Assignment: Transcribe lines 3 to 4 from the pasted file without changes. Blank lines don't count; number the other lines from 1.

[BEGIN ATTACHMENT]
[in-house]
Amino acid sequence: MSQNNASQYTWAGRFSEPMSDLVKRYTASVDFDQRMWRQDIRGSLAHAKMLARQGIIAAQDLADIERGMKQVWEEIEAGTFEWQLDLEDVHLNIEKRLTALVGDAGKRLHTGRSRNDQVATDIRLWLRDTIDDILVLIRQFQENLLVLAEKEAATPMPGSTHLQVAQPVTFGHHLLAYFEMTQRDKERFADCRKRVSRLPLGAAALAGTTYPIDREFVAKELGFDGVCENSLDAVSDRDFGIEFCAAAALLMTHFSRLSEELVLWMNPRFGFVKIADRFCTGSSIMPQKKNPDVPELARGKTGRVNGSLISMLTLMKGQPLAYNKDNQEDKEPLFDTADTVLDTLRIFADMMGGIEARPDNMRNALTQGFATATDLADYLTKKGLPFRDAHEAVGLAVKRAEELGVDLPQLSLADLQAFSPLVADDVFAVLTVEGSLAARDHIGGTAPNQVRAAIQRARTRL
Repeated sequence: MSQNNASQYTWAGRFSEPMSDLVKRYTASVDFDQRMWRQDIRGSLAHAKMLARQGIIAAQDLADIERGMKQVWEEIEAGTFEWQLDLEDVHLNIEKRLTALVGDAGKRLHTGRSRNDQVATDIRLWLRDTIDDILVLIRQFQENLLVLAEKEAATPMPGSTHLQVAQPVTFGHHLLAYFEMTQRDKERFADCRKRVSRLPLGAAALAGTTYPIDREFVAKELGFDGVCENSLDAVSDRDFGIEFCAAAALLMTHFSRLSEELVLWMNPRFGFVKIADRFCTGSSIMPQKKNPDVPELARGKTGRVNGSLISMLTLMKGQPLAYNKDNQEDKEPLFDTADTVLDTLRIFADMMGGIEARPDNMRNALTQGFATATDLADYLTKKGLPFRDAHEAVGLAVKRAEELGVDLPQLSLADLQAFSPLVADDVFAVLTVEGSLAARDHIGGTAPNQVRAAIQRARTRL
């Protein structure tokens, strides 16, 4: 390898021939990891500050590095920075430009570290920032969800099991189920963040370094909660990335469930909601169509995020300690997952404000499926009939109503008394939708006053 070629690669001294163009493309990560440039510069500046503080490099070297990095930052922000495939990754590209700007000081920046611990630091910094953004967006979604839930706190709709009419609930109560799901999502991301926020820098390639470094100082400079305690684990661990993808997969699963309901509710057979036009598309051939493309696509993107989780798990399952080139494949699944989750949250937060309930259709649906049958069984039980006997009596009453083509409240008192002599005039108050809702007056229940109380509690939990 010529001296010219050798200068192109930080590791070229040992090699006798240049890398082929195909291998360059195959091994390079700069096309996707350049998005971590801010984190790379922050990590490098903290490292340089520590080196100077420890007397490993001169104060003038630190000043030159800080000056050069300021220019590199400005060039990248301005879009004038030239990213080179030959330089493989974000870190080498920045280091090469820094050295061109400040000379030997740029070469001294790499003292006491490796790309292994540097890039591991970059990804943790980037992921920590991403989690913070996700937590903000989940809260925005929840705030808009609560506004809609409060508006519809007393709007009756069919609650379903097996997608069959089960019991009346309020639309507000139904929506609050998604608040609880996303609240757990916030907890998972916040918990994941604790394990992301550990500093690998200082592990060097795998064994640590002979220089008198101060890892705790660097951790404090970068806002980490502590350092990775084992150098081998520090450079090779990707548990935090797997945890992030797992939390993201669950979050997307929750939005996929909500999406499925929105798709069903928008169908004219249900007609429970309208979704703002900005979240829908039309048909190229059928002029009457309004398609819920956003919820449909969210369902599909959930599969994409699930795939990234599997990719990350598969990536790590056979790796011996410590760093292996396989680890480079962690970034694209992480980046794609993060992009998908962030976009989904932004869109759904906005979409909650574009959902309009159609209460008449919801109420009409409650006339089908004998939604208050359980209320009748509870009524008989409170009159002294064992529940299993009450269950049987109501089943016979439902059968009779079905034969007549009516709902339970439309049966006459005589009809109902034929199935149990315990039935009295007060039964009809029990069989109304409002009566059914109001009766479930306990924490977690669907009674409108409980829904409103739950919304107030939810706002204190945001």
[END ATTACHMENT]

Repeated sequence: MSQNNASQYTWAGRFSEPMSDLVKRYTASVDFDQRMWRQDIRGSLAHAKMLARQGIIAAQDLADIERGMKQVWEEIEAGTFEWQLDLEDVHLNIEKRLTALVGDAGKRLHTGRSRNDQVATDIRLWLRDTIDDILVLIRQFQENLLVLAEKEAATPMPGSTHLQVAQPVTFGHHLLAYFEMTQRDKERFADCRKRVSRLPLGAAALAGTTYPIDREFVAKELGFDGVCENSLDAVSDRDFGIEFCAAAALLMTHFSRLSEELVLWMNPRFGFVKIADRFCTGSSIMPQKKNPDVPELARGKTGRVNGSLISMLTLMKGQPLAYNKDNQEDKEPLFDTADTVLDTLRIFADMMGGIEARPDNMRNALTQGFATATDLADYLTKKGLPFRDAHEAVGLAVKRAEELGVDLPQLSLADLQAFSPLVADDVFAVLTVEGSLAARDHIGGTAPNQVRAAIQRARTRL
């Protein structure tokens, strides 16, 4: 390898021939990891500050590095920075430009570290920032969800099991189920963040370094909660990335469930909601169509995020300690997952404000499926009939109503008394939708006053 070629690669001294163009493309990560440039510069500046503080490099070297990095930052922000495939990754590209700007000081920046611990630091910094953004967006979604839930706190709709009419609930109560799901999502991301926020820098390639470094100082400079305690684990661990993808997969699963309901509710057979036009598309051939493309696509993107989780798990399952080139494949699944989750949250937060309930259709649906049958069984039980006997009596009453083509409240008192002599005039108050809702007056229940109380509690939990 010529001296010219050798200068192109930080590791070229040992090699006798240049890398082929195909291998360059195959091994390079700069096309996707350049998005971590801010984190790379922050990590490098903290490292340089520590080196100077420890007397490993001169104060003038630190000043030159800080000056050069300021220019590199400005060039990248301005879009004038030239990213080179030959330089493989974000870190080498920045280091090469820094050295061109400040000379030997740029070469001294790499003292006491490796790309292994540097890039591991970059990804943790980037992921920590991403989690913070996700937590903000989940809260925005929840705030808009609560506004809609409060508006519809007393709007009756069919609650379903097996997608069959089960019991009346309020639309507000139904929506609050998604608040609880996303609240757990916030907890998972916040918990994941604790394990992301550990500093690998200082592990060097795998064994640590002979220089008198101060890892705790660097951790404090970068806002980490502590350092990775084992150098081998520090450079090779990707548990935090797997945890992030797992939390993201669950979050997307929750939005996929909500999406499925929105798709069903928008169908004219249900007609429970309208979704703002900005979240829908039309048909190229059928002029009457309004398609819920956003919820449909969210369902599909959930599969994409699930795939990234599997990719990350598969990536790590056979790796011996410590760093292996396989680890480079962690970034694209992480980046794609993060992009998908962030976009989904932004869109759904906005979409909650574009959902309009159609209460008449919801109420009409409650006339089908004998939604208050359980209320009748509870009524008989409170009159002294064992529940299993009450269950049987109501089943016979439902059968009779079905034969007549009516709902339970439309049966006459005589009809109902034929199935149990315990039935009295007060039964009809029990069989109304409002009566059914109001009766479930306990924490977690669907009674409108409980829904409103739950919304107030939810706002204190945001």